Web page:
When I was diagnosed out of the blue in March 2014 with advanced breast cancer, I never thought that I would be living with a good quality of life 8 years on. I’m Her2 positive, and spent my first 18 months post diagnosis rattling through all the standard treatments, (including an expensive self-funded spell on Kadcyla before it was approved in Scotland – and which didn’t work,).
When I was told in late 2015 that I’d secured the last place on a phase 1 clinical trial, I didn’t in my wildest dreams think I’d end up still on that trial almost four years later. I had been diagnosed de novo (another unnecessarily complicated medical term which means ‘from the start’) in 2014 with Her2 breast cancer that had already spread to my liver, lungs and bones – then a year later into my brain.
When were you diagnosed?I was told over the phone by my GP on Friday 13th Oct 2017 that it looked like my cancer was back after I asked for some tests on rib pain. I had no idea this could be a possibility!
When were you diagnosed?Feb 28th 2019 - was diagnosed with stage 3 ER+ breast cancer. March 13th 2019 - was told it had spread to my bones and possibly liver.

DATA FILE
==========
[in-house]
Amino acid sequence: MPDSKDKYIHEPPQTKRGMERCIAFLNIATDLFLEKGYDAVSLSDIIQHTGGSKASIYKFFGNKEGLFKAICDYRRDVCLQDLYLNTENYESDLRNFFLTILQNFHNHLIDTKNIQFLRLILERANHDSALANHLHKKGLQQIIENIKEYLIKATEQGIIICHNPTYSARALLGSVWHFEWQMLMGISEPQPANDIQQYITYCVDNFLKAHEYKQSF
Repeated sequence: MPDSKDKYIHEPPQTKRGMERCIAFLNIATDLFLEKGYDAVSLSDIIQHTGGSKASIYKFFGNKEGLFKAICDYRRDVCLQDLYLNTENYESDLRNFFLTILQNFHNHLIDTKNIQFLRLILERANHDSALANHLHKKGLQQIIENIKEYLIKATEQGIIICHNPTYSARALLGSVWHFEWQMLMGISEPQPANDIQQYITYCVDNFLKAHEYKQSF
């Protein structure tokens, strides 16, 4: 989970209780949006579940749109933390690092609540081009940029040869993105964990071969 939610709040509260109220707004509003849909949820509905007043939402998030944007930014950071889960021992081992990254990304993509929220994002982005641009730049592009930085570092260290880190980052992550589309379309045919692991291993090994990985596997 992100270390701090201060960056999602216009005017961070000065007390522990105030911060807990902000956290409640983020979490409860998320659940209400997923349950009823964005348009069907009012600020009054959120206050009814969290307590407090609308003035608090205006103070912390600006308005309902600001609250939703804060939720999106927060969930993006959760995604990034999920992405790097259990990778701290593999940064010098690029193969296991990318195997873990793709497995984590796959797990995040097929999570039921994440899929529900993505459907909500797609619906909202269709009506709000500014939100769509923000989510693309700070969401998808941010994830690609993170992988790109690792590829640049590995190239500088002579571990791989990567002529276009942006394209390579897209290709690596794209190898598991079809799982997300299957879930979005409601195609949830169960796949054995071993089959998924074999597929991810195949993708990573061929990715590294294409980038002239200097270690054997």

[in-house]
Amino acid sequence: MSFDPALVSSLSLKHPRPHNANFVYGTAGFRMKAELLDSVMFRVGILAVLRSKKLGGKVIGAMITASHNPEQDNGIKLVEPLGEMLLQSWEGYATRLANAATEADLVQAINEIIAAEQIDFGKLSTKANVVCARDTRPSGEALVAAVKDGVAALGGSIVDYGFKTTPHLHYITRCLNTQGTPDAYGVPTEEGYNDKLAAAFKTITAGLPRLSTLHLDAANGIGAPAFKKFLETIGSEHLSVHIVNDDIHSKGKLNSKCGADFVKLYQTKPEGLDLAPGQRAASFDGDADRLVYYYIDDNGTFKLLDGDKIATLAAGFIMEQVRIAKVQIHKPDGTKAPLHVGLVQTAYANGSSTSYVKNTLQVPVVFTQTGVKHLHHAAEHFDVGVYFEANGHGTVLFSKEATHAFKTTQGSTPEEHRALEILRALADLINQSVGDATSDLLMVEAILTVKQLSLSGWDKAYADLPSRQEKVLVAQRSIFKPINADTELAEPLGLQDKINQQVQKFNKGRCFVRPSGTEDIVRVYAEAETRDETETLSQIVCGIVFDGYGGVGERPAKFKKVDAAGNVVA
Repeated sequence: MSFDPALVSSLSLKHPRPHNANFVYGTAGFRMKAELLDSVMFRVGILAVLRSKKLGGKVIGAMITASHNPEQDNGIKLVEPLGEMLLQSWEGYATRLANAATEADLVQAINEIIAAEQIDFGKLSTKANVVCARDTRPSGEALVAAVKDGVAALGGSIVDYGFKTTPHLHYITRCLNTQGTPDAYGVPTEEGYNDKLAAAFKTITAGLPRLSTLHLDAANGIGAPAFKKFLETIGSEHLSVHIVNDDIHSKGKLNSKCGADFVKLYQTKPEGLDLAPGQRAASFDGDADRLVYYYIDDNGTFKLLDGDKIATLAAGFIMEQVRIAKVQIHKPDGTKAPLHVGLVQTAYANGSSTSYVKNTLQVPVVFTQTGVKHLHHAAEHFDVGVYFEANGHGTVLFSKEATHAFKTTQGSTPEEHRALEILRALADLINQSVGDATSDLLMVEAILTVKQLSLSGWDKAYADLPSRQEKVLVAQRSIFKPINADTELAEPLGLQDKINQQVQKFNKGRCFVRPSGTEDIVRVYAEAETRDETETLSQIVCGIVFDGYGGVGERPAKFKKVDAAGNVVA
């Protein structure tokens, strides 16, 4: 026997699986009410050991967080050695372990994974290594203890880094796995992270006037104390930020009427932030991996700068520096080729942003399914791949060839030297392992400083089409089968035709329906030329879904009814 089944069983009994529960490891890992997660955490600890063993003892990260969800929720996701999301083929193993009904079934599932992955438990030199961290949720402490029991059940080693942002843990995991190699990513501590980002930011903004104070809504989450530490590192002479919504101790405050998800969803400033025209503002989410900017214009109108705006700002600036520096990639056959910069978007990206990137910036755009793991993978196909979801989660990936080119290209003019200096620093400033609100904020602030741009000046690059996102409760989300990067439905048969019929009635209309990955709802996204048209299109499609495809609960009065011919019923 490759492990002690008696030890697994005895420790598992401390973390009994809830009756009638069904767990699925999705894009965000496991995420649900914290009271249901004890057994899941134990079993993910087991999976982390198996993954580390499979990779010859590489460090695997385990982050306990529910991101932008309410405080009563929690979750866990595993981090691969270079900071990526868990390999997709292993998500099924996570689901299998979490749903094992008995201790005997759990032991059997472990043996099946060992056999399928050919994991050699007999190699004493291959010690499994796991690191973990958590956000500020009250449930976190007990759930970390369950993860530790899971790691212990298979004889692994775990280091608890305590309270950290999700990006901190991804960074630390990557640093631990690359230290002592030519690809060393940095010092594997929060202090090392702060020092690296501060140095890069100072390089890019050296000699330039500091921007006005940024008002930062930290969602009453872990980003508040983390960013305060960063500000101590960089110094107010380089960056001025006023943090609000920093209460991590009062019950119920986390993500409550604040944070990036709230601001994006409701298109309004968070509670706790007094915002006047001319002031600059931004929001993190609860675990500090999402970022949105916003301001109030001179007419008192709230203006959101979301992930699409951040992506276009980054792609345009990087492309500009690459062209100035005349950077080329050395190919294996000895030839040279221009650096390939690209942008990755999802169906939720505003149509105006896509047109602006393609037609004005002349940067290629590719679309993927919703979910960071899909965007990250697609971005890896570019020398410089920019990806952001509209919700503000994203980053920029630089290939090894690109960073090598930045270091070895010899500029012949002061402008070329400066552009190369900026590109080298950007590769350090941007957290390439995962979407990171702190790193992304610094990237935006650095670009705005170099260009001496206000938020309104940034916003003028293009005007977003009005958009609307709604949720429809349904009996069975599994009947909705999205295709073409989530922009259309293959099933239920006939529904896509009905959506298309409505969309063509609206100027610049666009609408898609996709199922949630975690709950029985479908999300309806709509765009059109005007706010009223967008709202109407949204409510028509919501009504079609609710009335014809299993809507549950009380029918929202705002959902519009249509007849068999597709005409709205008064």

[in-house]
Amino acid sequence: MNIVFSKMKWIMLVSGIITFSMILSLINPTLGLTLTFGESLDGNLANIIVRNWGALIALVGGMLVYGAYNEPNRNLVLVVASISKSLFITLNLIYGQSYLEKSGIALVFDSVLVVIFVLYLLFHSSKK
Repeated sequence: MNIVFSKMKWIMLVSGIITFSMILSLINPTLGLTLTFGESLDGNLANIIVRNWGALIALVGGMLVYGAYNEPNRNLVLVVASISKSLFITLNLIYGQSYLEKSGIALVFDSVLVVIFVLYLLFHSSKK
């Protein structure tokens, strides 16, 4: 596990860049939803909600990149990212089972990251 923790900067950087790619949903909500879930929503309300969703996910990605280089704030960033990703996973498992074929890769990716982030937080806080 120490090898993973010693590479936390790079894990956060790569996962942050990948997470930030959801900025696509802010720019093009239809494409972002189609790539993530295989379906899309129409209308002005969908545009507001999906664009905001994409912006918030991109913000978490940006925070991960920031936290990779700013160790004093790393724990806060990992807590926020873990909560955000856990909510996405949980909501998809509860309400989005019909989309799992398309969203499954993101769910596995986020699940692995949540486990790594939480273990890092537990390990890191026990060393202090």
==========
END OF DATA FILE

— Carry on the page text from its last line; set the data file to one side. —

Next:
Bone Density Scans or Dual Energy X-Ray Absorptiometry (DEXA) scans, use a low dose of X-ray to establish the density (or strength) of bones. Bone density scans are used to diagnose or assess the risk of osteoporosis, a condition that makes bones weak and likely to break (fracture).
When were you diagnosed ? My original diagnosis was in July 2012 after a routine mammogram.
It has been widely reported in the last week that in the UK recruitment to clinical trials for cancer including secondary breast cancer have been stopped because of Covid-19. As a result, many stage 4 patients are missing out on potentially life-saving access to drugs that could keep them alive for longer.
The Impact of Covid-19 On Trials & Medical ResearchLast month, in the UK the NIHR Clinical Research Network announced it is pausing the site set up of any new or ongoing studies at NHS and social care sites that are not nationally prioritised COVID-19 studies. While this is of course necessary to enable the research workforce to focus on combatting the pandemic or redeployment to frontline care, the implications for secondary breast cancer patients are huge.